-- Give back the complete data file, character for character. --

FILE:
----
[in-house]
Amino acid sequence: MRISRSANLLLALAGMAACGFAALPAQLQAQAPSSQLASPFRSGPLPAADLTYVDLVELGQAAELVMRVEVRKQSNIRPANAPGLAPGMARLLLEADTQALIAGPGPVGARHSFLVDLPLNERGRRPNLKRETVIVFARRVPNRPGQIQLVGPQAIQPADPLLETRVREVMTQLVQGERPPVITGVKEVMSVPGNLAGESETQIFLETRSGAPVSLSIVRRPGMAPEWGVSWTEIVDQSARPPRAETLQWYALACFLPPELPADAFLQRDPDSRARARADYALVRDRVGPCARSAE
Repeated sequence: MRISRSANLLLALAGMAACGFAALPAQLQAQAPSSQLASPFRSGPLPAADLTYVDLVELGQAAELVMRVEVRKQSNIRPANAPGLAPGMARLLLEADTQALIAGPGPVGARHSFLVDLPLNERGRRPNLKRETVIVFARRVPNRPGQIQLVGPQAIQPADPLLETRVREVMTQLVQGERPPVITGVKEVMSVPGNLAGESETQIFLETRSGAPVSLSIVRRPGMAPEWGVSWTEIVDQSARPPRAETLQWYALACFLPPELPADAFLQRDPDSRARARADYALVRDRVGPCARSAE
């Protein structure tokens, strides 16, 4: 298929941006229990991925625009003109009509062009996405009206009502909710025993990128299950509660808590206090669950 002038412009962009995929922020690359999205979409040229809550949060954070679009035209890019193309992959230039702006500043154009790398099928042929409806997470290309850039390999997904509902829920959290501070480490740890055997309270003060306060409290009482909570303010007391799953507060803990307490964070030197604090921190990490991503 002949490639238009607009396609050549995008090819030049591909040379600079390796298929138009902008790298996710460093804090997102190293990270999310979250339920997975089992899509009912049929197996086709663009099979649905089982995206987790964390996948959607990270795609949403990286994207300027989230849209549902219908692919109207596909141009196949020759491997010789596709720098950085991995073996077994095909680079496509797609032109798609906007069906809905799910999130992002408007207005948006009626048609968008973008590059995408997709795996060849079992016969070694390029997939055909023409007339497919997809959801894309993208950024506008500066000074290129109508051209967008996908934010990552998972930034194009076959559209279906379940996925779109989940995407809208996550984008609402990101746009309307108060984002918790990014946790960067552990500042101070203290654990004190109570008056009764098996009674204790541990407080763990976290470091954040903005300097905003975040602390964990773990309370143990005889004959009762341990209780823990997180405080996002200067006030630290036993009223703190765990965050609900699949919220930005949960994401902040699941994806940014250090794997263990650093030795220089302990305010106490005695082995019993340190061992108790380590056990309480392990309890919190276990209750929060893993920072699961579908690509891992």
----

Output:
[in-house]
Amino acid sequence: MRISRSANLLLALAGMAACGFAALPAQLQAQAPSSQLASPFRSGPLPAADLTYVDLVELGQAAELVMRVEVRKQSNIRPANAPGLAPGMARLLLEADTQALIAGPGPVGARHSFLVDLPLNERGRRPNLKRETVIVFARRVPNRPGQIQLVGPQAIQPADPLLETRVREVMTQLVQGERPPVITGVKEVMSVPGNLAGESETQIFLETRSGAPVSLSIVRRPGMAPEWGVSWTEIVDQSARPPRAETLQWYALACFLPPELPADAFLQRDPDSRARARADYALVRDRVGPCARSAE
Repeated sequence: MRISRSANLLLALAGMAACGFAALPAQLQAQAPSSQLASPFRSGPLPAADLTYVDLVELGQAAELVMRVEVRKQSNIRPANAPGLAPGMARLLLEADTQALIAGPGPVGARHSFLVDLPLNERGRRPNLKRETVIVFARRVPNRPGQIQLVGPQAIQPADPLLETRVREVMTQLVQGERPPVITGVKEVMSVPGNLAGESETQIFLETRSGAPVSLSIVRRPGMAPEWGVSWTEIVDQSARPPRAETLQWYALACFLPPELPADAFLQRDPDSRARARADYALVRDRVGPCARSAE
């Protein structure tokens, strides 16, 4: 298929941006229990991925625009003109009509062009996405009206009502909710025993990128299950509660808590206090669950 002038412009962009995929922020690359999205979409040229809550949060954070679009035209890019193309992959230039702006500043154009790398099928042929409806997470290309850039390999997904509902829920959290501070480490740890055997309270003060306060409290009482909570303010007391799953507060803990307490964070030197604090921190990490991503 002949490639238009607009396609050549995008090819030049591909040379600079390796298929138009902008790298996710460093804090997102190293990270999310979250339920997975089992899509009912049929197996086709663009099979649905089982995206987790964390996948959607990270795609949403990286994207300027989230849209549902219908692919109207596909141009196949020759491997010789596709720098950085991995073996077994095909680079496509797609032109798609906007069906809905799910999130992002408007207005948006009626048609968008973008590059995408997709795996060849079992016969070694390029997939055909023409007339497919997809959801894309993208950024506008500066000074290129109508051209967008996908934010990552998972930034194009076959559209279906379940996925779109989940995407809208996550984008609402990101746009309307108060984002918790990014946790960067552990500042101070203290654990004190109570008056009764098996009674204790541990407080763990976290470091954040903005300097905003975040602390964990773990309370143990005889004959009762341990209780823990997180405080996002200067006030630290036993009223703190765990965050609900699949919220930005949960994401902040699941994806940014250090794997263990650093030795220089302990305010106490005695082995019993340190061992108790380590056990309480392990309890919190276990209750929060893993920072699961579908690509891992």